If you look at enough photographs of disasters, you will see people posing with high water marks. It is a genre of photography onto itself: over and over, they will point to the mark, put their bodies in front of the mark, or, in the case of professional photographers such as Wyatt Gallery, create photographs where the high water mark replaces the person as the main figure in the image. Sometimes “the mark” is a the physical trace of a high water line, and other times it is a memorial plaque. This post explores the possible roles that the visual culture of post-disaster high water marks play, especially given the prevalence of the genre across disasters, geography, and time. Why do post-disaster high water marks, and particularly the practice of posing with them, have such a robust visual culture? What sort of work do these images do?
1. Relate experience, embody understanding
Placing the body in relation to the high water mark often indicates what might have happened–or did happen–to someone during the storm. Is the mark over your head? Up to your chest? Would you have been wading or swimming? Might you have drowned? Posing with the mark is a form of embodied communication, whether the person photographed is a homeowner showing what happened to her home, or a tourist trying to relate to a disaster she was not part of.
The one-year anniversary publication of The Wave, a local publication out of the Rockaways, carries the headline “Sandy Was Here” and the byline: “photographs don’t capture what happened in the dark.” Documenting high water marks tries to capture what photographs of water do not– the experience of a body in water. Sandy was not only here, but “up to here.”
2. Communicate information
As visual texts, photographs can both make unfamiliar objects and experiences more accessible to understanding, and they have evidential force. That is, they provide both information and proof, which can leave strong and long-lasting memories (see Martin and Martin, 2004).
Memorialization is about linking memory to an enduring object or practice, such as a designated space or a reoccurring ritual. It is common practice to create a plaque at high water mark memorializing specific disasters; the high water mark stands in for the wider event. Following Hurricane Sandy, a wearable version of a high water mark became popular as a form of solidarity and, over time, memorialization. Artist Sebastian Errazuriz raised money for storm survivors by dipping the iconic “I <3 New York” t-shirt in blue paint. The New York Times reports: “His design for what he calls his ‘I Still Love New York’ shirt was deliberate. He hung the shirt on the wall and measured five feet from the floor, dying the bottom.” The high water mark, at five feet, is iconic as opposed to a measurement taken from experience, but that is the point– high water marks stand in for disaster and experiences of disaster writ large.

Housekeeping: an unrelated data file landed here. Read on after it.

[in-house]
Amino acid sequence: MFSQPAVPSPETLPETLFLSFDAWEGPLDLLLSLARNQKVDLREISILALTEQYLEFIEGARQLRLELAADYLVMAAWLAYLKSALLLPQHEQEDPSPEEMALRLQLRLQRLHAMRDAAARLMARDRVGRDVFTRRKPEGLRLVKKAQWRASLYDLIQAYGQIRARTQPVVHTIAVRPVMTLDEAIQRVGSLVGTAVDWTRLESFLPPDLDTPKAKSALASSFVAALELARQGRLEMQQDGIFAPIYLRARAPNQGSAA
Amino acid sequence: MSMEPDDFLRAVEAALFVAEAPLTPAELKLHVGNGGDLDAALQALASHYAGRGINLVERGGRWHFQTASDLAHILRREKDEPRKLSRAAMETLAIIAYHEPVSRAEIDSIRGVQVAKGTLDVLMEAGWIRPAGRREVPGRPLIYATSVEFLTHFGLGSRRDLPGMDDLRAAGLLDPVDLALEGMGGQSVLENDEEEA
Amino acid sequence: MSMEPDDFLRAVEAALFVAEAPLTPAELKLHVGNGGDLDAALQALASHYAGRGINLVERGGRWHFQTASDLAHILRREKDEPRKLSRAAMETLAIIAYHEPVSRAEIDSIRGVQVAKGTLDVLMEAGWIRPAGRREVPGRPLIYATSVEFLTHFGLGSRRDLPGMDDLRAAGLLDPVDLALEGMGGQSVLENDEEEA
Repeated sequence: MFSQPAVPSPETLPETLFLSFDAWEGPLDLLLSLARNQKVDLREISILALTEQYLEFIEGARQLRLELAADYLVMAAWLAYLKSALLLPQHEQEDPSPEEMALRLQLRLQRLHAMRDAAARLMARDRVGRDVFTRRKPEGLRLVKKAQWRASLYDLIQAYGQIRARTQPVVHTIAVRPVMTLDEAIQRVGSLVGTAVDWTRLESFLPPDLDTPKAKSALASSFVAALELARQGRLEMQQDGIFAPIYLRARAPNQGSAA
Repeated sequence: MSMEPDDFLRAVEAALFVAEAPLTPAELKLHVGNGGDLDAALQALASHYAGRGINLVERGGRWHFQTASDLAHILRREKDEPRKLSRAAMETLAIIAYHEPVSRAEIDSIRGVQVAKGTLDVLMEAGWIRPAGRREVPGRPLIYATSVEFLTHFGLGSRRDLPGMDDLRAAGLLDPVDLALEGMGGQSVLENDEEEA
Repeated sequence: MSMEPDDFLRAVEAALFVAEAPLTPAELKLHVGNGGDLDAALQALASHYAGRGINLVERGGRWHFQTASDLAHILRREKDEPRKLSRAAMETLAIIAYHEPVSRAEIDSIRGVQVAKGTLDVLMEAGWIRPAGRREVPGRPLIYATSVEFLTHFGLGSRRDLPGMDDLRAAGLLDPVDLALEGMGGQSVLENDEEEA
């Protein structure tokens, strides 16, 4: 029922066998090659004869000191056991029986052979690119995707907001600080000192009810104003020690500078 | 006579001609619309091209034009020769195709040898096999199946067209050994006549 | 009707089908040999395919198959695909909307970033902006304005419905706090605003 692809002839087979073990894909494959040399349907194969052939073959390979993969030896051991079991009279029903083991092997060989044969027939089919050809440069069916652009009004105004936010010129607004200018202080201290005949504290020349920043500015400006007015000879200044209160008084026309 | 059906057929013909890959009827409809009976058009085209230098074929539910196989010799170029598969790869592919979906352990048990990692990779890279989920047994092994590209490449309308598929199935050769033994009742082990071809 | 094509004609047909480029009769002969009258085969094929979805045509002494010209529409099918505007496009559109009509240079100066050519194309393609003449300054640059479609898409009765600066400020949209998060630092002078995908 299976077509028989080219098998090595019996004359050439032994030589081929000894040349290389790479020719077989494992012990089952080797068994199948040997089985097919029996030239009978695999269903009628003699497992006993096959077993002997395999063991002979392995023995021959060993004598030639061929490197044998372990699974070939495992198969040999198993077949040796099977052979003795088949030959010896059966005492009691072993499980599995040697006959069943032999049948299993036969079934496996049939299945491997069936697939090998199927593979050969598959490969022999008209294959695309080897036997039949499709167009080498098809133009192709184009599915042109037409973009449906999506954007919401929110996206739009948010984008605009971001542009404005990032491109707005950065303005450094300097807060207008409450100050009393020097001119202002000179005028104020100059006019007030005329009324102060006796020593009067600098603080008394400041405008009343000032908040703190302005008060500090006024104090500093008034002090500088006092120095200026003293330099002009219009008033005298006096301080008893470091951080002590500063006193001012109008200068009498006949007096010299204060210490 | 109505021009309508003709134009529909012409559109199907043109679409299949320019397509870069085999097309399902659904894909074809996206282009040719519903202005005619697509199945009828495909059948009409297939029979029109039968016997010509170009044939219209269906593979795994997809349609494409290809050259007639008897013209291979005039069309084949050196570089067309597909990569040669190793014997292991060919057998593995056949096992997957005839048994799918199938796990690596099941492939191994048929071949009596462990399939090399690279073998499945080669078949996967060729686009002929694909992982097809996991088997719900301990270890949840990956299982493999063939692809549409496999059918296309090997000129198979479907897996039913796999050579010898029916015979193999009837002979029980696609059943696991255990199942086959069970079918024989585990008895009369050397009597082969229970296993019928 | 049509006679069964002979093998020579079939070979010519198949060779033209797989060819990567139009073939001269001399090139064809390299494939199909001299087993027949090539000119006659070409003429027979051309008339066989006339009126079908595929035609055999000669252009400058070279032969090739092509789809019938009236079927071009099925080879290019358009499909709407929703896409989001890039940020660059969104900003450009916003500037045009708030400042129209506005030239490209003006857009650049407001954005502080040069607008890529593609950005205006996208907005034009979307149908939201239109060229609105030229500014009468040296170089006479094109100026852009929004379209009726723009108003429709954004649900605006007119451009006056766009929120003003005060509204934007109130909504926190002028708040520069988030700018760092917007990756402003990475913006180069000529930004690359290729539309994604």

5. Warnings and Preparedness
Finally, high water marks are used intentionally by the state, and others, as specific warnings to increase disaster preparedness. FEMA’s “Know Your Line: Be Flood Aware” High Water Mark initiative, posts “high water mark signs in prominent places, hold a high profile launch event to unveil the signs, and conduct ongoing education to build local awareness of flood risk and motivate people to take action.”
In an unofficial capacity, New York City artist Eve Mosher created a “High Water Line” artwork using the city as a canvas: “In 2007, artist Eve Mosher drew a chalk line at the 10-foot above sea level line around 70 miles of coastline in New York City. The intention was to engage people in conversations about climate change. Now, HighWaterLine is being developed as an open source tool for creating awareness and space for discussing adaptation, mitigation and resiliency in the face of climate change.” Unlike many of the other high water mark projects discussed so far, Mosher’s project does not implicate the body so much as land. The chalk line tells you not how your body might experience extreme weather, but how your dwelling, and even your entire neighbourhood, will fare in the future.
While Mosher’s pre-disaster high water line might be more about awareness and spatial risk, future water lines are also used more explicitly as protest. The image below is a high-water line warning linking the Keystone XL pipeline and oil to rising sea levels via climate change. Like Mosher’s piece, it is trying to bring the message home– in this case, to Wall Street.
Max Liboiron is a co-founding member of the Superstorm Research Lab, a mutual aid research collective investigating the social, political, and environmental fall out of Hurricane Sandy on New York City and surrounding area. On November 11th, she and other members are holding a series of workshops and a panel discussion.